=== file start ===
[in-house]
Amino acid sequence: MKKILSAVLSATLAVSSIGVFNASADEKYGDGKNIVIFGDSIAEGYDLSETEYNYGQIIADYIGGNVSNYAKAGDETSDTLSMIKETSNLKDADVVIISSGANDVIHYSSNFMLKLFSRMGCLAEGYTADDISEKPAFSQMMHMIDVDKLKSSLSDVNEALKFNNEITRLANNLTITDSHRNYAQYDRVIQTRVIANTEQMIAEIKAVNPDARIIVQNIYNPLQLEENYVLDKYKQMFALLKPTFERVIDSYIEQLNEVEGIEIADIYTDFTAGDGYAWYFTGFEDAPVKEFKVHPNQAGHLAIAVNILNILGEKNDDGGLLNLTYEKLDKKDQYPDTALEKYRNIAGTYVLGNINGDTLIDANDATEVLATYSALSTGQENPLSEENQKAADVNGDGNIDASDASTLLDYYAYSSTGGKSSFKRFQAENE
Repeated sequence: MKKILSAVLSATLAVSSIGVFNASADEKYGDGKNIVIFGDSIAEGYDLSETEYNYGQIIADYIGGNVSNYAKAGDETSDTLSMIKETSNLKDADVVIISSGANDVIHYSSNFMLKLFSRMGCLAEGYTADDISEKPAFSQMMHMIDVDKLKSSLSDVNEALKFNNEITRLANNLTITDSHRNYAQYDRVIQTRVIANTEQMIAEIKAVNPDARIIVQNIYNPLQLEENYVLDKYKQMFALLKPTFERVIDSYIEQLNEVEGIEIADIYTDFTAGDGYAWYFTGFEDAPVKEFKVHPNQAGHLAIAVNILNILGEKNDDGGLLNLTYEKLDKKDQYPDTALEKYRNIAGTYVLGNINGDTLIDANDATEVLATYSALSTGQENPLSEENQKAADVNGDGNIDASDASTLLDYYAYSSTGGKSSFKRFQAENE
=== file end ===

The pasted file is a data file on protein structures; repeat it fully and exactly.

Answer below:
[in-house]
Amino acid sequence: MKKILSAVLSATLAVSSIGVFNASADEKYGDGKNIVIFGDSIAEGYDLSETEYNYGQIIADYIGGNVSNYAKAGDETSDTLSMIKETSNLKDADVVIISSGANDVIHYSSNFMLKLFSRMGCLAEGYTADDISEKPAFSQMMHMIDVDKLKSSLSDVNEALKFNNEITRLANNLTITDSHRNYAQYDRVIQTRVIANTEQMIAEIKAVNPDARIIVQNIYNPLQLEENYVLDKYKQMFALLKPTFERVIDSYIEQLNEVEGIEIADIYTDFTAGDGYAWYFTGFEDAPVKEFKVHPNQAGHLAIAVNILNILGEKNDDGGLLNLTYEKLDKKDQYPDTALEKYRNIAGTYVLGNINGDTLIDANDATEVLATYSALSTGQENPLSEENQKAADVNGDGNIDASDASTLLDYYAYSSTGGKSSFKRFQAENE
Repeated sequence: MKKILSAVLSATLAVSSIGVFNASADEKYGDGKNIVIFGDSIAEGYDLSETEYNYGQIIADYIGGNVSNYAKAGDETSDTLSMIKETSNLKDADVVIISSGANDVIHYSSNFMLKLFSRMGCLAEGYTADDISEKPAFSQMMHMIDVDKLKSSLSDVNEALKFNNEITRLANNLTITDSHRNYAQYDRVIQTRVIANTEQMIAEIKAVNPDARIIVQNIYNPLQLEENYVLDKYKQMFALLKPTFERVIDSYIEQLNEVEGIEIADIYTDFTAGDGYAWYFTGFEDAPVKEFKVHPNQAGHLAIAVNILNILGEKNDDGGLLNLTYEKLDKKDQYPDTALEKYRNIAGTYVLGNINGDTLIDANDATEVLATYSALSTGQENPLSEENQKAADVNGDGNIDASDASTLLDYYAYSSTGGKSSFKRFQAENE